The DA is so busy either attempting to defend and deflect, with endless news releases and conferences – or trying to reinvent itself into god knows what they hope will change media perceptions – that it forgets where its power is.
“The latest jobs stats show that three quarters of all jobs created in South Africa in the past year were created in the Western Cape (125,000), despite a crippling drought in the area.”
This game-changing sentence was buried in the fifth paragraph of Mmusi Maimaine’s weekly Bokomasa. Imagine if three provinces had managed that, and the other six had equalled it – that would be 500,000 jobs created, and we would be on the path to a richer, more equal South Africa. Instead, for nearly a year now Day Zero and Patricia de Lille and coalition (non)problems have been that which define the party.
And that wasn’t the DA’s only success last week. Day Zero (now unlikely to happen) has been moved to the end of 2019. This “doomsday”, pronounced as being inevitably on track for April 10 2019 by mayor Patricia de Lille, is basically fixed. And in a hat trick of news of success, in the same week Joburg, Tshwane and Nelson Mandela Bay metros all got ratings upgrades from the international financial ratings agency Moodys.
In short, the DA’s greatest selling point? The Facts. The guarantee that it can offer is… (drum roll here because lord knows they won’t be giving one)… its track record compared to the competition. Not that the general public knows it.
From soaring healthcare and education results in the Western Cape to clean governance and service delivery awards in its municipalities, to taking over an insolvent Oudtshoorn, and the devastating inherited deficits of Cape Town, Tshwane, and Joburg and turning them into budget surpluses, to the jaw-dropping year-on-year growth of Midvaal for over 15 years – it has outrun its competitors like Caster Semenya.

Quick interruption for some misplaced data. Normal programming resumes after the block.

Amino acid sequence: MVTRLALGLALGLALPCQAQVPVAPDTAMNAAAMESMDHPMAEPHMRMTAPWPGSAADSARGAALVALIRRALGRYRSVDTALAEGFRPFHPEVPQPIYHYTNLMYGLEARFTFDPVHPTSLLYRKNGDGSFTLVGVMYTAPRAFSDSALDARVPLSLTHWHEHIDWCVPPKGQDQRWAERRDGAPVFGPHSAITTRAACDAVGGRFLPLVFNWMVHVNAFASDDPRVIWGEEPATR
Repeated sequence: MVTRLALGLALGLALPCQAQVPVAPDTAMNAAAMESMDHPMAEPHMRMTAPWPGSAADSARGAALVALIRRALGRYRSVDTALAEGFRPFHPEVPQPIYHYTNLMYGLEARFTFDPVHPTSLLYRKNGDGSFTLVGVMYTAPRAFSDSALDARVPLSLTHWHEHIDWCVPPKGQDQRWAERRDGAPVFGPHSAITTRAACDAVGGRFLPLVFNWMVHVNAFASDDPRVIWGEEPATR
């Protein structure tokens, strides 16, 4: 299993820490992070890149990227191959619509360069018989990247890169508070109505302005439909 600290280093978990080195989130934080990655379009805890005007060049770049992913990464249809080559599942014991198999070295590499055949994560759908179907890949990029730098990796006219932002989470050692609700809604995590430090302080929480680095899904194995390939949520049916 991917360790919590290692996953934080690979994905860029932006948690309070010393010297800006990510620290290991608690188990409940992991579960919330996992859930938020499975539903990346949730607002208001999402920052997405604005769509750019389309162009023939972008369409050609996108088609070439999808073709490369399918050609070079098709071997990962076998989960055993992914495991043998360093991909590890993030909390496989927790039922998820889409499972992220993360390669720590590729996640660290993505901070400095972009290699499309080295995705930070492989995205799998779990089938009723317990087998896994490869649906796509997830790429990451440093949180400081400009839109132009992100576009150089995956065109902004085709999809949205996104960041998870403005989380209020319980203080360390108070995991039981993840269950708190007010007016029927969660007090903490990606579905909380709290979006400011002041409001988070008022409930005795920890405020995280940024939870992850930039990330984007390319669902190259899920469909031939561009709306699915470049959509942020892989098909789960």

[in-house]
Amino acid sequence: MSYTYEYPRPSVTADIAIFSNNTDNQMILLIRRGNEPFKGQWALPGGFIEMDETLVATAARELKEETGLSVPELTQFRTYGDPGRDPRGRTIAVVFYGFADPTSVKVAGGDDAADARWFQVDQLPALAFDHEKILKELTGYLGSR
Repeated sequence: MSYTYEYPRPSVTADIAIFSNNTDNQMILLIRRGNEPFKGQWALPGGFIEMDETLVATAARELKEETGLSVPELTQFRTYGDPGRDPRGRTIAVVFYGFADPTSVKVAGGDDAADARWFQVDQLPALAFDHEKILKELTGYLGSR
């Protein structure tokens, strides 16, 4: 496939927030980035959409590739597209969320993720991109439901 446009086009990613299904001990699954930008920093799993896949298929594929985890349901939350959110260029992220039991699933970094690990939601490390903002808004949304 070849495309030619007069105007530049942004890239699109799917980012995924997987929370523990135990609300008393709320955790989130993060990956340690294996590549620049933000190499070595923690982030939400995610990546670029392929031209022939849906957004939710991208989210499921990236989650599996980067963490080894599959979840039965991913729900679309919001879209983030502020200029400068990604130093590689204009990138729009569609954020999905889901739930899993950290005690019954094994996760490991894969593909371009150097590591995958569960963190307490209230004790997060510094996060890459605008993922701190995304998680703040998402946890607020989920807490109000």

It has a tidal wave of positive, life-changing, personal stories that it could use. And it doesn’t. Why? The DA will claim that it issues press releases and tweets and this info is available on its website. So what?
If the party is to succeed at the ballot box its potential voters need to know what it does. And they need to know those stories. They don’t. Why? Because the DA has not found a way to tell them. If these future voters even know of the DA, they know it as it has been defined for them by the ANC – “white and elitist”.
Instead, the DA blindly relies on press conferences to a media which doesn’t print good news; it also depends on social media – which has clearly shown that users stay in their own comfort zones so new information does not spread. The DA does not equip grass-roots activists with easy, user-friendly messages and techniques. And those things work. Everywhere.
In New York, Alicia Ocasio-Cortez, a 28-year-old teacher with a second job working at a bar to pay off student debt, defeated a 10- time congressional incumbent and the fourth most powerful Democrat in the US Congress. He spent five times more than she did, she was 30% percent behind in the polls weeks before the election, but won the Democratic Primary by 15%.